The O’s earned an American League wildcard berth last season thanks to a 29-9 record in one-run games. That kind of luck - er, performance - tends to even out, so they’ll need to improve in other areas if they want to contend again. But since we care only about fantasy implications …
Re-signed OF Nate McLouth
McLouth provided plenty of second-half help for fantasy owners, with seven home runs and 12 steals in 89 games. But look more closely, and you’ll see an underwhelming .694 OPS, along with a probable playing-time threat in Nolan Reimold. Mixed leaguers shouldn’t bother with McLouth.
Signed SP Jair Jurrjens
Remember when Jurrjens made the NL All-Star team in 2011, and posted a 2.60 ERA in 2009? For this injury-prone, soft-tossing righty with a subpar strikeout rate, those days are probably gone. Stay away, even if he makes the rotation.
Claimed 2B/SS Alexi Casilla
The somewhat speedy Casilla (21 SB in 106 games last season) will serve as insurance against Brian Roberts’ injuries.
Lost 1B Mark Reynolds to free agency
The emergence of Manny Machado made Reynolds and his sky-high strikeout rate expendable. Reynolds will start at first base for the Indians, where he’ll try to bat higher than .221 for the first time since 2009.
1. Nick Markakis RF 2. Nolan Reimold/Nate McLouth LF 3. Adam Jones CF 4. Matt Wieters C 5. Chris Davis 1B 6. J.J. Hardy SS 7. Manny Machado 3B 8. Wilson Betemit DH 9. Brian Roberts 2B
The leadoff spot is uncertain, with Markakis, Roberts and Reimold/McLouth as possibilities. Markakis was having a solid season before going down with a thumb injury in early September, and could be a .300, 20-homer guy. Jones should come close to another 30-homer, 15-steal season, while Davis’ 33 homers were a pleasant surprise for the vast majority of people who thought he could only hit in the minors. Wieters and Hardy are likely to repeat as solid if unspectacular fantasy performers at premium positions.
Hammel threw harder, struck out more batters and induced more ground balls than he ever had before. We don’t know if he’ll do it again, but he’ll have more upside than other SP5 types in mixed leagues. Chen could be a solid AL-only option, while Tillman’s sub-3.00 ERA was helped by some fortunate BABIP luck (.221); don’t reach for him, even if he might be improving. The final spot figures to be up for grabs between Johnson, Jurrjens, Brian Matusz and Jake Arrieta, and you should avoid all of them. One or all will be replaced soon enough by a certain stud prospect mentioned later in this article.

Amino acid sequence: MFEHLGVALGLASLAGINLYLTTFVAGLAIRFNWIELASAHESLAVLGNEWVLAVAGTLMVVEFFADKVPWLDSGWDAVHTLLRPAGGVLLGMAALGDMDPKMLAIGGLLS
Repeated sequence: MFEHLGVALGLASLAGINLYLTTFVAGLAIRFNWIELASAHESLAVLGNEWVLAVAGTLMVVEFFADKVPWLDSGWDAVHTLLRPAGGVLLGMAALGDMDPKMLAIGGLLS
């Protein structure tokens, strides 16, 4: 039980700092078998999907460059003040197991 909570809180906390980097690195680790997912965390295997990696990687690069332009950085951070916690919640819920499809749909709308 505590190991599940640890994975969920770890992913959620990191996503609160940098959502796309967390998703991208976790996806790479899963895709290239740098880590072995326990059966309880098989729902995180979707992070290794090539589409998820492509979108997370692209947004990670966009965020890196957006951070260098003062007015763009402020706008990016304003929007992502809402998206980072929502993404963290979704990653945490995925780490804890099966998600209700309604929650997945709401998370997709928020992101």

Raise your hand if you had Jim Johnson pegged for 50-plus saves last season! Yeah, same here. Johnson throws plenty of strikes and gets tons of ground balls, but his inability to miss bats will make him a bit riskier than the top-tier closers (who are all inherently risky, anyway). If Johnson turns into a pumpkin, Pedro Strop seems likely to step in, though his shaky control might drive Buck Showalter crazy.
Will Roberts finally be healthy?
He hasn’t played more than 60 games since 2009, so the guess here is a big, fat NO. If you want to draft Roberts late in a shallow league with the idea of replacing him quickly if things don’t work out, fine. Otherwise, stay away.
Will Machado improve in his first full major-league season?
The 20-year-old Machado made an earlier-than-expected debut for the O’s last summer, shifting to third base in a move that filled a real-life need while disappointing fantasy owners. He hit 18 homers and stole 15 bases between the minors and majors, and could offer similar power/speed production for you in 2013. However, as talented as Machado is, he’s still very young, and probably a couple of years away from making a big impact. Note that Hardy is signed through 2014, so Machado isn’t likely to move from the hot corner soon.
Again, McLouth isn’t very good. Reimold missed most of 2012 due to a neck injury, but hit 19 homers and stole nine bases between the minors and majors in 2011. He might fly below the radar in AL-only leagues.
It’s possible that the 20-year-old Bundy – universally regarded as one of baseball’s top three prospects – will break camp with the O’s. It’s far more likely that he’ll start in Double A, spend most of the season in the minors, and be limited to about 150 innings. Keeper league owners should be all over Bundy if he’s still available, but he won’t pitch enough to help in redraft leagues this season.
Dylan Bundy, SP – Stud. Blue chipper. Great attitude, according to most. Future ace.
Kevin Gausman, SP – Gausman is a big, talented righty who was drafted by the O’s last year, but at 22 with only 15 professional innings under his belt, he’s still at least a year away from helping the big club. If you want to draft a starter in your dynasty league, Gausman is a solid candidate.
Jonathan Schoop, 2B/SS – Schoop batted .245 with 14 homers at Double A last season, and might start 2014 at the keystone in Baltimore.